- Physical Chemistry. a semirigid colloidal dispersion of a solid with a liquid or gas, as jelly, glue, etc.
- Theater. gelatin(def 5).
- Biochemistry. a semirigid polymer, as agarose, starch, cellulose acetate, or polyacrylamide, cast into slabs or cylinders for the electrophoretic separation of proteins and nucleic acids.
- to form or become a gel.
- jell(def 2).
Origin of gel
Examples from the Web for regel
Regel,74 a physician by vocation, lived in Turkestan for nine years and collected fruits and flowers as an avocation.The Peaches of New York
U. P. Hedrick
Regel, in 1875, in his monograph of the genus Allium, declares he has only seen the shallot as a cultivated species.Origin of Cultivated Plants
Alphonse De Candolle
Regel forms its left foot, and the Hare serves for a footstool to the right foot of the hero.Astronomical Myths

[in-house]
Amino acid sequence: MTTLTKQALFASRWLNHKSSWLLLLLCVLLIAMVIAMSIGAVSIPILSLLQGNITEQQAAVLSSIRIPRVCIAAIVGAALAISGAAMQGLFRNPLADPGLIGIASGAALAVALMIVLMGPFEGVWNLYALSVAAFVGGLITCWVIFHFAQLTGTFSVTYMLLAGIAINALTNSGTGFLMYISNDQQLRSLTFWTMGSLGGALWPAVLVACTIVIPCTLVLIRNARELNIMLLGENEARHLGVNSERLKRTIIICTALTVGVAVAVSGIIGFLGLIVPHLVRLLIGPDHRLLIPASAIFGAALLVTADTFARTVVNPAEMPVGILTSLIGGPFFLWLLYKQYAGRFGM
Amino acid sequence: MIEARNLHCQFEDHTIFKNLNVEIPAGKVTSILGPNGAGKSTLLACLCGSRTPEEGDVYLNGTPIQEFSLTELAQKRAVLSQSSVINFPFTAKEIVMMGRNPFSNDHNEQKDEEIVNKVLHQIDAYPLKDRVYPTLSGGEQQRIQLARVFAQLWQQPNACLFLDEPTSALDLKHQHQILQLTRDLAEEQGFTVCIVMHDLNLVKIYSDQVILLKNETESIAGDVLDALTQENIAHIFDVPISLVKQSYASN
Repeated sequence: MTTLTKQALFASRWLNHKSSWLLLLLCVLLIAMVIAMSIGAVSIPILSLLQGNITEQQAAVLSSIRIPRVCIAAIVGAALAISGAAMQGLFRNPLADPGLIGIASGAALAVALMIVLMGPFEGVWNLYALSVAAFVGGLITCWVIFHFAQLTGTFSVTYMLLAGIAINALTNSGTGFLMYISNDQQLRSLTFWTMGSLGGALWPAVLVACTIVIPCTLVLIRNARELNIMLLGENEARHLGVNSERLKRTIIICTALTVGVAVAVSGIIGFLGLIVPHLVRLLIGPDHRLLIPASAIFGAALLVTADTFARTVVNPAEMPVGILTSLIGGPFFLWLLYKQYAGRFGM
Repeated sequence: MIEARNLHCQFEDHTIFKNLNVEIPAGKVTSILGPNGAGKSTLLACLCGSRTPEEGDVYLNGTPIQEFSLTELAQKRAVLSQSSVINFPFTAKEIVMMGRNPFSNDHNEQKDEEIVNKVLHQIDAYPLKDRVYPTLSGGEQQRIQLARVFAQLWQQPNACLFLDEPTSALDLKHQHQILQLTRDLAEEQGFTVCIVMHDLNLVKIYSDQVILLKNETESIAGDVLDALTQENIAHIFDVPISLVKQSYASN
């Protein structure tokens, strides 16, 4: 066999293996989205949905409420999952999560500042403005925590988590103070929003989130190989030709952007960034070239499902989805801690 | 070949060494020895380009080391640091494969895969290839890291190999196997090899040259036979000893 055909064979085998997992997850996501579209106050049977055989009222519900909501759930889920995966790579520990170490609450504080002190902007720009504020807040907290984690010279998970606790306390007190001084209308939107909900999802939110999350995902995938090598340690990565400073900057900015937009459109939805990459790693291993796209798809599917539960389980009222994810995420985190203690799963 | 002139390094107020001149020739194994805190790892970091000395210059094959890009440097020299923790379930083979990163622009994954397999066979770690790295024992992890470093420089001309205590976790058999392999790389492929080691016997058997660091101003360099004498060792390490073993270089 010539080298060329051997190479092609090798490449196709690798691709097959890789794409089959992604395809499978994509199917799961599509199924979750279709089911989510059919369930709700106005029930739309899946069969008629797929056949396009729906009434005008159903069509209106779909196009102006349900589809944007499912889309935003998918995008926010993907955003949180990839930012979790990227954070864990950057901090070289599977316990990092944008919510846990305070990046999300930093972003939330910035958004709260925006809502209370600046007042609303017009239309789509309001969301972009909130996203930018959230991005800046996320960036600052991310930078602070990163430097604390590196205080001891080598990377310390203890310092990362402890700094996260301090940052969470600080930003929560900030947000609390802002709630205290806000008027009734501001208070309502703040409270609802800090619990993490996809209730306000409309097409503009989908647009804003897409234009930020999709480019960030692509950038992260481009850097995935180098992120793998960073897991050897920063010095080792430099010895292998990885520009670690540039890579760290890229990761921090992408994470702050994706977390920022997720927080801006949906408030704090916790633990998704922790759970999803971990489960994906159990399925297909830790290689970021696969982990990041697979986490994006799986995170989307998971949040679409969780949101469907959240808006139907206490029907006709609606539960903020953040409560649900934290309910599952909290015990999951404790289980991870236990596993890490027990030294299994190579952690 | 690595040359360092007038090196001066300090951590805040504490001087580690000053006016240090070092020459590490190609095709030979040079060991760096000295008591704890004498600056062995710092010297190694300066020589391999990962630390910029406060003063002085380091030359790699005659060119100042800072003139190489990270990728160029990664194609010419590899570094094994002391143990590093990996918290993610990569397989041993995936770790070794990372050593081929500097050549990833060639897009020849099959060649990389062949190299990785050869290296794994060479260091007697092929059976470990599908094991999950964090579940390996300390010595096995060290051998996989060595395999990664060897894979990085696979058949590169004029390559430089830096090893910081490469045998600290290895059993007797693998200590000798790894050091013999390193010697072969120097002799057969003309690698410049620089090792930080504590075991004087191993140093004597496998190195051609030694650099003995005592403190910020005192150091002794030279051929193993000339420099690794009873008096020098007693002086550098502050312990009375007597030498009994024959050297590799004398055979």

John F. Blake
A verse was called a Regel; a strophe, a Clause; and a burden or refrain, a Stockregel.A Wanderer in Holland
E. V. Lucas
- to become or cause to become a gel
- a variant spelling of jell
Word Origin and History for regel
1899, as a chemical term, short for gelatin and perhaps influenced by jell. The invention of this word is credited to Scottish chemist Thomas Graham (1805-1869). Hair-styling sense is from 1958. The verb meaning "to become a gel" is attested by 1902; figurative sense is from 1958. Related: Gelled; gelling.
- A colloid in which the disperse phase combines with the dispersion medium to produce a semisolid material.
- To become a gel.
- To convert a sol into a gel.